The Connected Past


The Connected Past: people, networks and complexity in archaeology and history

A two-day collaborative, multi-disciplinary symposium
The University of Southampton
24-25 March 2012

Over the past decade ‘network’ has become a buzz-word in many disciplines, including archaeology and history. Scholars in both disciplines have begun to explore the idea of complex networks in their efforts to understand social relationships in the past as well as technical relationships in their data, using methodologies drawn from complex network models devised by sociologists and physicists such as Duncan Watts and Albert-László Barabási. These recent developments in network analysis are based on a long tradition of work in many disciplines, including sociology, mathematics and physics, but with the increasing ubiquity of powerful computing technology across the academic spectrum, ‘network’ perspectives and methodologies are now becoming understood and used more broadly throughout the sciences and humanities.

This conference will provide a platform for pioneering, multidisciplinary collaborative work in the field of network science. It aims to bring together the disparate international community of scholars working to develop network-based approaches and their application to the past and to provide a forum for the discussion of the most recent applications of the techniques, in order to ask what has been successful or unsuccessful, to foster cross-disciplinary collaborations and cooperation, and to stimulate debate about the application of network science within the disciplines of archaeology and history in particular, but also more broadly across the entire field.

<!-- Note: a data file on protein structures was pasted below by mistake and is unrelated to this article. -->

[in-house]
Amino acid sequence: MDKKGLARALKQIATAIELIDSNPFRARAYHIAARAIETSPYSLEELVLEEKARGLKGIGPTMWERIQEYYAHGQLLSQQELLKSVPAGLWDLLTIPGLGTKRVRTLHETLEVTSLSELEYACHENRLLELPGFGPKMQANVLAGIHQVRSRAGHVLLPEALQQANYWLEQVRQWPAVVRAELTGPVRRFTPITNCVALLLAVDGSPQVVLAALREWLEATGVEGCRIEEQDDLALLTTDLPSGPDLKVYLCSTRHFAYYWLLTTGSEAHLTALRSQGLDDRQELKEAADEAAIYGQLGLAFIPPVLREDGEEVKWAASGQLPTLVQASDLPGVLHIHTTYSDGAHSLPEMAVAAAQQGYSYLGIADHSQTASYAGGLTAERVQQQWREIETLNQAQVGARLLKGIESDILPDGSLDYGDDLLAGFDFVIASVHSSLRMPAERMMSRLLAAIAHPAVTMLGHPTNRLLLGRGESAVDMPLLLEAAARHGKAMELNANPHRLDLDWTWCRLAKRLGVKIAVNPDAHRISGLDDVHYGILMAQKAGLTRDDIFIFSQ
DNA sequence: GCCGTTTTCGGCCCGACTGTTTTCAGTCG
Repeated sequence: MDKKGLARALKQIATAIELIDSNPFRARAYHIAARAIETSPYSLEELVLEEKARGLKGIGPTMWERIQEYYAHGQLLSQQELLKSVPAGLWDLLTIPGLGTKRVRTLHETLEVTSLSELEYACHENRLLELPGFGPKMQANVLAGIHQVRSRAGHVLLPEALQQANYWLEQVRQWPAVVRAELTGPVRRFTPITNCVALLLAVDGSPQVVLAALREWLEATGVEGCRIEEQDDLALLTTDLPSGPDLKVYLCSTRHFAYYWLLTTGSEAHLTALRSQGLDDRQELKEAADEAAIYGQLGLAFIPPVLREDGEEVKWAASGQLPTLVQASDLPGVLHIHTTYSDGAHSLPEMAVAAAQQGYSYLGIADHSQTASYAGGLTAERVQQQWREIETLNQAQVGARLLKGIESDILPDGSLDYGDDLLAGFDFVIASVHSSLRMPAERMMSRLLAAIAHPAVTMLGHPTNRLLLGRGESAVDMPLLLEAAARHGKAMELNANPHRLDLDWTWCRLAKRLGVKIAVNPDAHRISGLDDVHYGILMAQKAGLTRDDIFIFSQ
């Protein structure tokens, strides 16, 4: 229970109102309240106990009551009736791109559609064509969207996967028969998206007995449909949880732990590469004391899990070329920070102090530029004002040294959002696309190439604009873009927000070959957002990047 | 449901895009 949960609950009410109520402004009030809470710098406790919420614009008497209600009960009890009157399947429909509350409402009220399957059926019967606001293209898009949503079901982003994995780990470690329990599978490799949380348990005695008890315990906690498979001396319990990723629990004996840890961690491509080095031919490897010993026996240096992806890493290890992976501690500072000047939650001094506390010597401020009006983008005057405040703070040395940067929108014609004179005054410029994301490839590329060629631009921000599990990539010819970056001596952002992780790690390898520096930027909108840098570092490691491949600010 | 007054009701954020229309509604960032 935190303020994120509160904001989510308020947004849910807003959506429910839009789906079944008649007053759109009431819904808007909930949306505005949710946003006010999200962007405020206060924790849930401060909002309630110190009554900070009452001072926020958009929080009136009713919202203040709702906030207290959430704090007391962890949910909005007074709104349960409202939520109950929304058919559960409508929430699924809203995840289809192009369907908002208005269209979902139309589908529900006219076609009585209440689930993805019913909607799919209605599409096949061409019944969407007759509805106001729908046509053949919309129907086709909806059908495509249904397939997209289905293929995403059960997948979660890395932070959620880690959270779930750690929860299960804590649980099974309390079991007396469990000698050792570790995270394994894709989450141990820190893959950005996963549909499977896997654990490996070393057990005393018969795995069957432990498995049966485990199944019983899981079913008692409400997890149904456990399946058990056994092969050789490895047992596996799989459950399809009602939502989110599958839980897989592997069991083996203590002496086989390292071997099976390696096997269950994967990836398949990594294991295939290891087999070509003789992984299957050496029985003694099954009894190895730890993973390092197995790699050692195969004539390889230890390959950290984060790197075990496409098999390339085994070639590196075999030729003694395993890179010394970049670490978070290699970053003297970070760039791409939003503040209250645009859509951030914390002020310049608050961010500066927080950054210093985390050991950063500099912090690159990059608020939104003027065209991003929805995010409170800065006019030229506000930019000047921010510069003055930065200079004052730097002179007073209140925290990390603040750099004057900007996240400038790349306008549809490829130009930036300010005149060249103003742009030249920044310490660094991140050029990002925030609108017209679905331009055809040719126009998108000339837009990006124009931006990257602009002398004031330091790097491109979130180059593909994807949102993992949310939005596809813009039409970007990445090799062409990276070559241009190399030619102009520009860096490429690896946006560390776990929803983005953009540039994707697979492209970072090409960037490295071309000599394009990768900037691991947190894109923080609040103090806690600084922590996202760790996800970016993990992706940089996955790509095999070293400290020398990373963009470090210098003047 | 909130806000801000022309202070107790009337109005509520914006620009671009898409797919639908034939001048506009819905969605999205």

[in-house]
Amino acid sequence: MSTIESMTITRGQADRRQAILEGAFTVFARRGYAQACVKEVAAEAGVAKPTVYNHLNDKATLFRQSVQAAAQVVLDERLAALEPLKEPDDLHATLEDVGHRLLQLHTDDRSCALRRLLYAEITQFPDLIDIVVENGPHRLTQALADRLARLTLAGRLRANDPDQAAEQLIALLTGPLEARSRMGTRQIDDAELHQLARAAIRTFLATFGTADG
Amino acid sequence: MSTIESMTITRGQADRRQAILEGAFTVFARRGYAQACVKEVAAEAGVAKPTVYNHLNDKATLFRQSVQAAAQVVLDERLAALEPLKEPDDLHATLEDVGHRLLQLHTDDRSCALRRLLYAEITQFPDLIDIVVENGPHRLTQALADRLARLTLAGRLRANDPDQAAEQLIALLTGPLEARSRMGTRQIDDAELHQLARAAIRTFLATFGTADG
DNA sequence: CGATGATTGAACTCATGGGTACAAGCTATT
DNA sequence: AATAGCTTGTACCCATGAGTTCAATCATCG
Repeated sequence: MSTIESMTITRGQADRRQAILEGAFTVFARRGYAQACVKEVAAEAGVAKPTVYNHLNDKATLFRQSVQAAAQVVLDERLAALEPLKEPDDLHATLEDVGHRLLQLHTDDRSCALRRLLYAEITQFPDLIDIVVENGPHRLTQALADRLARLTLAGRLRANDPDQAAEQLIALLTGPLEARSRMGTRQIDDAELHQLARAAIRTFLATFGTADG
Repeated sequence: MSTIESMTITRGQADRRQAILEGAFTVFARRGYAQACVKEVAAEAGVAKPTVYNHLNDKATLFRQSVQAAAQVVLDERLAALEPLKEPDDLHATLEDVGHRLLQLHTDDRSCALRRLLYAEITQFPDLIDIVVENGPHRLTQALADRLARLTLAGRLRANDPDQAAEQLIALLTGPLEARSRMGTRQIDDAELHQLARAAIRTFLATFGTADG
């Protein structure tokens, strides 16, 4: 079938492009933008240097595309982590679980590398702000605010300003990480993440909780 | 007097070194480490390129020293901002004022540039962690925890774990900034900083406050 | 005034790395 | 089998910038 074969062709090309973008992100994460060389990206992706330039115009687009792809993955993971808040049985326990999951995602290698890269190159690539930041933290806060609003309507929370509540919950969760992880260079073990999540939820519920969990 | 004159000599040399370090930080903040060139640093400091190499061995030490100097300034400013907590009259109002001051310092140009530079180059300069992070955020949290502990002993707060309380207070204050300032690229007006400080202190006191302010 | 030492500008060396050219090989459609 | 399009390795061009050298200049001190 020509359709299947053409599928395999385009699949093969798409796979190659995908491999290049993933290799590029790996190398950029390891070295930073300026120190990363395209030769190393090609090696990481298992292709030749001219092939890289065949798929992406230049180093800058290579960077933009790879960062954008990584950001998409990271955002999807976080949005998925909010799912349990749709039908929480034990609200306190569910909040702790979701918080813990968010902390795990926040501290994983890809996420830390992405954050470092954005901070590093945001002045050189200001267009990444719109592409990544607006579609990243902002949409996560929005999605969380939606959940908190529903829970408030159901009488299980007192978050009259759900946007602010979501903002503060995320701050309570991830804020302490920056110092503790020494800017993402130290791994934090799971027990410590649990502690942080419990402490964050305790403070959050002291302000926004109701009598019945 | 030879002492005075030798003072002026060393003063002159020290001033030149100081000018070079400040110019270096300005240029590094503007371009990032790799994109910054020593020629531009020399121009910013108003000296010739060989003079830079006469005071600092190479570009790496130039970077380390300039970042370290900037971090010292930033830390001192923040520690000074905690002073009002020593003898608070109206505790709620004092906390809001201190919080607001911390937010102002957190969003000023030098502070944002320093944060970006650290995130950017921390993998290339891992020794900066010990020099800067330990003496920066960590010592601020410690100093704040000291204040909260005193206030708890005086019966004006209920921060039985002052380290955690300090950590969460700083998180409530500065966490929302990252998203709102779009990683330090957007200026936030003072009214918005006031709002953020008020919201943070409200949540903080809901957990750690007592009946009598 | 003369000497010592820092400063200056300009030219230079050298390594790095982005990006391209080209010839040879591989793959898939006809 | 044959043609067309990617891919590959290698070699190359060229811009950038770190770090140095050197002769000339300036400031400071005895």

Conference objectives:

To provide a forum for the presentation and debate of multidisciplinary network-based research and debate the ramifications of applying network-based perspectives and methodologies to archaeological and historical data
To establish a group of academics using network-based approaches to archaeology, history and allied disciplines
To foster cross-disciplinary dialogue and collaborative work aimed at integrating analytical frameworks for understanding complex networks and their application to historical and archaeological problems.
To stimulate debate about the theory and application of network analysis within archaeology and history and the relevance of this work for the continued development of network theory in other disciplines.

Visit the conference website for more information:


The University of Southampton Southampton
United Kingdom
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